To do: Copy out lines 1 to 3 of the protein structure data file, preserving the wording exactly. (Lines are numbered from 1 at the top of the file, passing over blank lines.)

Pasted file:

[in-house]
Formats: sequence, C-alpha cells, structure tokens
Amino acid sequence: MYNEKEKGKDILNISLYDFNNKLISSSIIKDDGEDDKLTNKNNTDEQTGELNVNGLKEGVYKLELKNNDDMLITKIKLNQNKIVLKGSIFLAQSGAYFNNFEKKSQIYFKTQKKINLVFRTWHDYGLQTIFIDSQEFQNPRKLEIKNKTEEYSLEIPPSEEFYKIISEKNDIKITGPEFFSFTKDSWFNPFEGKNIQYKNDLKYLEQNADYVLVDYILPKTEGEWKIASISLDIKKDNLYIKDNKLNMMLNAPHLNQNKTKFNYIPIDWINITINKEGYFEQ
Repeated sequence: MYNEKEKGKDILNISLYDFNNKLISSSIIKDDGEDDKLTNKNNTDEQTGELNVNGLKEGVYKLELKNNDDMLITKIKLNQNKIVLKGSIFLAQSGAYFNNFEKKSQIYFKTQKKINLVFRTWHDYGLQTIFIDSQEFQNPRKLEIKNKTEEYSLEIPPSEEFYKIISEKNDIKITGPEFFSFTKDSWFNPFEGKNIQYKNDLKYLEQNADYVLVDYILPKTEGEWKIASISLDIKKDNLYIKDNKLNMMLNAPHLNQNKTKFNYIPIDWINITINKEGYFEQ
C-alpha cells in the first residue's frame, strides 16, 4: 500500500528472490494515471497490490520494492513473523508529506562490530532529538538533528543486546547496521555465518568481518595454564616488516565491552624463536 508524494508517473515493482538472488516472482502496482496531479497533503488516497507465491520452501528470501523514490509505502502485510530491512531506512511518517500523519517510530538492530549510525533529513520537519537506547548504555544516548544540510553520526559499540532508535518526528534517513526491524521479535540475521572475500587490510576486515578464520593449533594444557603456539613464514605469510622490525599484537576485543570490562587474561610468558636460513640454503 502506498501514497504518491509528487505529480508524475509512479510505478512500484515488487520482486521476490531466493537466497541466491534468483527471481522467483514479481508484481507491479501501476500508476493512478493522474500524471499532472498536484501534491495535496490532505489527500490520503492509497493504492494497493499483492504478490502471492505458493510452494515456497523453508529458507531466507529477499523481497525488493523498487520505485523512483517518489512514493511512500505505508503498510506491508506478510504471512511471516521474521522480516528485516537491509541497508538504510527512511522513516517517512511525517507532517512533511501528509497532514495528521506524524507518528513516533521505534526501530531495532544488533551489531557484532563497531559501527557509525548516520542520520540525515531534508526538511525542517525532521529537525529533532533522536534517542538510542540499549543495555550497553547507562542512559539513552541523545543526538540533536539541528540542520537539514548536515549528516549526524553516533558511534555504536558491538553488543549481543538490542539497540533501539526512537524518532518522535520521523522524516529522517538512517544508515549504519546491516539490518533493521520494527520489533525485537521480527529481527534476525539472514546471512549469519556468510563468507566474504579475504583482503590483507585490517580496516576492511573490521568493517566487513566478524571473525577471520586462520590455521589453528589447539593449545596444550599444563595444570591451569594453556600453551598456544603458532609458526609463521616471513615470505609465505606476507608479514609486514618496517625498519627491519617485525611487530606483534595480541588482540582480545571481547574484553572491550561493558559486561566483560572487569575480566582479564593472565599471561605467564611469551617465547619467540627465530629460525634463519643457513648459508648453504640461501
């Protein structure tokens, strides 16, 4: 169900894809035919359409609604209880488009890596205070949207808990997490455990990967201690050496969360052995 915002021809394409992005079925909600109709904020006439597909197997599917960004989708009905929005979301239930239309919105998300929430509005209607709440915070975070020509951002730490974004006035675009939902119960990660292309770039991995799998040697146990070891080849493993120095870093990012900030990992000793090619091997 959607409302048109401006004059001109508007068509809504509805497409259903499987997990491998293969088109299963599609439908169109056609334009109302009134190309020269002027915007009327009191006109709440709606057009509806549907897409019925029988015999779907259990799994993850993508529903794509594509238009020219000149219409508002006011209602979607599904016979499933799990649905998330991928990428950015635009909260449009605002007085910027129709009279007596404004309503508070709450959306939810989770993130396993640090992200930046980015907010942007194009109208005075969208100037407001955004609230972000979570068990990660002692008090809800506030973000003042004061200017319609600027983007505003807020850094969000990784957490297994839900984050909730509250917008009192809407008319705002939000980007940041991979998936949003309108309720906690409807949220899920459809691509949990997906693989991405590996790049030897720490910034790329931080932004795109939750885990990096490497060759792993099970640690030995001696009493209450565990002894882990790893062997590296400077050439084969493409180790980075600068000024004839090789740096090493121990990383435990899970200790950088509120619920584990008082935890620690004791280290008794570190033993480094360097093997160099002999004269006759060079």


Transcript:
[in-house]
Formats: sequence, C-alpha cells, structure tokens
Amino acid sequence: MYNEKEKGKDILNISLYDFNNKLISSSIIKDDGEDDKLTNKNNTDEQTGELNVNGLKEGVYKLELKNNDDMLITKIKLNQNKIVLKGSIFLAQSGAYFNNFEKKSQIYFKTQKKINLVFRTWHDYGLQTIFIDSQEFQNPRKLEIKNKTEEYSLEIPPSEEFYKIISEKNDIKITGPEFFSFTKDSWFNPFEGKNIQYKNDLKYLEQNADYVLVDYILPKTEGEWKIASISLDIKKDNLYIKDNKLNMMLNAPHLNQNKTKFNYIPIDWINITINKEGYFEQ